Easy Going was another fundamentally important Italian project - band. It was assembled from a pool of Italian musicians and producers living in Rome (Claudio Simonetti, Giancarlo Meo), with Vivien Vee as a lead vocalist. Claudio Simonetti external link , a son of the well-established Italian musician Enrico Simonetti, is widely regarded as one of the most prolific Italian musicians from the 70s until today. In the early 70’s he worked with a progressive rock band GOBLIN. When Disco music was already well advanced into the mainstream (around 1978), he jumped on the Disco bandwagon with Easy Going "Baby I Love You" 12", featuring the famous artwork sleeve cover with the gay action mosaic. This project came straight from the Easy Going disco club located in Rome. That club had a cult-like following in those years. Claudio Simonetti went on to realize many other classic tracks featuring such artists as Vivien Vee, KASSO, and many productions on the very sought after US Delirium records) [**Giovanni Salti]

The other major source of musical influences was an electronic Euro Disco sound created by another Italian living in Germany at the time, Giorgio Moroder. Giorgio and his collaborator Pete Belotte are commonly credited with starting the whole Euro Disco craze with the song "Love to love you baby" performed by Donna Summer. Giorgio's created his own unique signature dance sound - "a galloping bassline", commonly referred as "Four on the floor", created with help of a MOOG synthesizer that replaced a "live" drummer.

However, it was Giorgio's "From Here To Eternity" album released in 1977 on OASIS label, with its less funky, but more electronic sound that inspired many future Italo Disco musicians. The entire "A" side of the album was presented as a mix (it was a staple of fashion and innovation at that time) for nonstop dancing. "From Here To Eternity" was reinterpreted several more times: first in 1983 by Mauro Farina and Hananas (Zanza Label) and later, in 1988 by Marcello Catalano - Colby "From here To Eternity" (Techology), only to prove again its undying inspirational power.

Technological revolution most certainly aided the development of Italo Disco. Electronic drum machines and affordable synthesizers became "the thing" to use in record production: it was much cheaper to make dance records, and a producer needed fewer people to make a recording.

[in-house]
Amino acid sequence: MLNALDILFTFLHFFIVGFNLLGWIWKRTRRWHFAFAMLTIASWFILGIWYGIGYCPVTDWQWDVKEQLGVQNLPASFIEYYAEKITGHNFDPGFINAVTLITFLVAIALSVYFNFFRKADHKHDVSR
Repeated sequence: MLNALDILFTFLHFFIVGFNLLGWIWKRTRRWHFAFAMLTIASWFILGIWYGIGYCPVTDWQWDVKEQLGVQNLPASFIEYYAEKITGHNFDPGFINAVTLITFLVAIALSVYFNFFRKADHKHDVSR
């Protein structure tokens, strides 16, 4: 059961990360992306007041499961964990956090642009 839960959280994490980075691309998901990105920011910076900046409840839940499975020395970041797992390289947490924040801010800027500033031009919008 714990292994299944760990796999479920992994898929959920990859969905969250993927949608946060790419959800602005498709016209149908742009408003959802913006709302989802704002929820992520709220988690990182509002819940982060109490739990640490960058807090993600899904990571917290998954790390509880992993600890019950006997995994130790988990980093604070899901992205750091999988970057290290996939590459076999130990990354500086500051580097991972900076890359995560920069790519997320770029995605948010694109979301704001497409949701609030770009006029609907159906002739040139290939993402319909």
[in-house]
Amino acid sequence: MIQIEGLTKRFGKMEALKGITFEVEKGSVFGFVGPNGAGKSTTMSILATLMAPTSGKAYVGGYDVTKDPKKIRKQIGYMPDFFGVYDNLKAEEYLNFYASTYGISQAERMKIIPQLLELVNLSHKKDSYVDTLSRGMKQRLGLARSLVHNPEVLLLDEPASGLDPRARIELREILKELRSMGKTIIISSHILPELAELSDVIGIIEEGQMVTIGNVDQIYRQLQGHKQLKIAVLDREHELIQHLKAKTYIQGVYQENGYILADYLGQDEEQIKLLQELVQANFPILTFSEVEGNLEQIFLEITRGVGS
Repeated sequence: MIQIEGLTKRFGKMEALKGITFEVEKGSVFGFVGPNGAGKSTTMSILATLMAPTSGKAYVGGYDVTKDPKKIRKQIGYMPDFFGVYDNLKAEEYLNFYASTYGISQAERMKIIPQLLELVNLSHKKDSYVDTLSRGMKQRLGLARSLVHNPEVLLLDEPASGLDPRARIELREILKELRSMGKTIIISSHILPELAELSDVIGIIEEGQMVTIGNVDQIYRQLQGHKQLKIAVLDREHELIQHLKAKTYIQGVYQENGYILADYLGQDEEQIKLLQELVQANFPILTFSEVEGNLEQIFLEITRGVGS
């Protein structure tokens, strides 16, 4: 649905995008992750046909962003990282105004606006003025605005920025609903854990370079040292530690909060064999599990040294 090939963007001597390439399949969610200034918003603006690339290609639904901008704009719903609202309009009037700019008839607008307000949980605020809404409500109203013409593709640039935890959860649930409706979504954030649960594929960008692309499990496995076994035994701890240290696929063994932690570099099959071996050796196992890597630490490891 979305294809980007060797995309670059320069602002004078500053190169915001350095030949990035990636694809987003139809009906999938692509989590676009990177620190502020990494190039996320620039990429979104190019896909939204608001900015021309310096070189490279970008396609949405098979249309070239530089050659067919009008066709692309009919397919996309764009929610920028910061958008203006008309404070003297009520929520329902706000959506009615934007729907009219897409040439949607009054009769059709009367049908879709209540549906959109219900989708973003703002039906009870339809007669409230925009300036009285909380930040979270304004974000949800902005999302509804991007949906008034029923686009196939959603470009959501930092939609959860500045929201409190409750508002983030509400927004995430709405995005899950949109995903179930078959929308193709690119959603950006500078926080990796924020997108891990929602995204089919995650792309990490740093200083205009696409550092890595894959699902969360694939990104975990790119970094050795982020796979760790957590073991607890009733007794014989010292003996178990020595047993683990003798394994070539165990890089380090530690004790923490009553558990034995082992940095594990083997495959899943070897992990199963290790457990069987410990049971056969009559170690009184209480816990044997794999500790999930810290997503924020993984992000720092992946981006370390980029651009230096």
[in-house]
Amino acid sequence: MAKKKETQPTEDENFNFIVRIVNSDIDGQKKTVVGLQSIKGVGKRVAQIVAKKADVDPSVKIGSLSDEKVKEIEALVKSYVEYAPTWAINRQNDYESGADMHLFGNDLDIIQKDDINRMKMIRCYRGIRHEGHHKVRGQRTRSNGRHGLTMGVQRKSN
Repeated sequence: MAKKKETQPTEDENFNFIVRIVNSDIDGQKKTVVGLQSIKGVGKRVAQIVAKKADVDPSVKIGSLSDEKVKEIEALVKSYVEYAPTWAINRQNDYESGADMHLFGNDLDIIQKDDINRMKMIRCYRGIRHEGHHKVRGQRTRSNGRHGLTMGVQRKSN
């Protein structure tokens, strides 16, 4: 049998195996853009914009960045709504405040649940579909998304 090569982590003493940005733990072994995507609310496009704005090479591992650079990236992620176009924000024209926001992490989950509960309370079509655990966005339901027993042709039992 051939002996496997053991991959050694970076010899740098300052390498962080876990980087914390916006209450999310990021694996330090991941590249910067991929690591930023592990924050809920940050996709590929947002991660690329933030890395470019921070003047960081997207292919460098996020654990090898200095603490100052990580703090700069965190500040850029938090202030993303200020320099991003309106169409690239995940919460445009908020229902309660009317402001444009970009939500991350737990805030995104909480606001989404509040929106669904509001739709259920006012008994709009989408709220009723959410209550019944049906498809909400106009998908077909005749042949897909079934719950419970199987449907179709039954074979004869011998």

July 12, 1979: "Disco Demolition Night".
The late 1970s saw a radical move to end the disco era in the USA and the UK. It was viewed by many as an attempt by macho rock lovers to stamp out the gay liberation and black pride movements. Culminating in a symbolic burning of piles of disco records at Chicago's baseball stadium Comiskey Park. The so-called Disco Demolition Night staged in Chicago, Illinois, on July 12, 1979, involved thousands of baseball fans bringing along their unwanted disco records and burning them. The rally caused such a commotion that the game was cancelled when enraged crowd began to tear up the stadium. The anti-disco campaign was imitated overseas and was supported by radio stations in the UK and Australia. From that point on, Disco music went back underground and started to change. Eventually, Disco reinvented itself with the introduction of synthesizers and electronic drum machines. Ironically, it was the underground dance music scene (not the large music corporations), led by creative Dee Jays and supported by club patrons, was once again ultimately responsible for development of new styles of dance music. Hip hop was emerging in the East Coast, and Electro became a new thing in black music. The Italians were about to launch a new dance music that later became a precursor to what we know now as "House".

1983: Birth of "Spaghetti-Dance".
Europe never experienced the "Disco sucks" phenomenon. In the meantime, Funk & Disco had large presence on the radio in Europe, featuring mostly top-chart commercial hits. European transition to the newer, electronic sound of Italo Disco was evolutionary, seamless and natural. The "classic" synthesizer sound heard on Italian tracks was created by ROLAND JX-8P, Roland Juno 60 /106, Yamaha DX7, ARP Odyssey, Roland TR 808 drum machine, Simmons Drums (electronic, but played live), Minimoog, Oberheim, Linndrum, and sampler Emulator II. That sound was very unique and special in dance music history.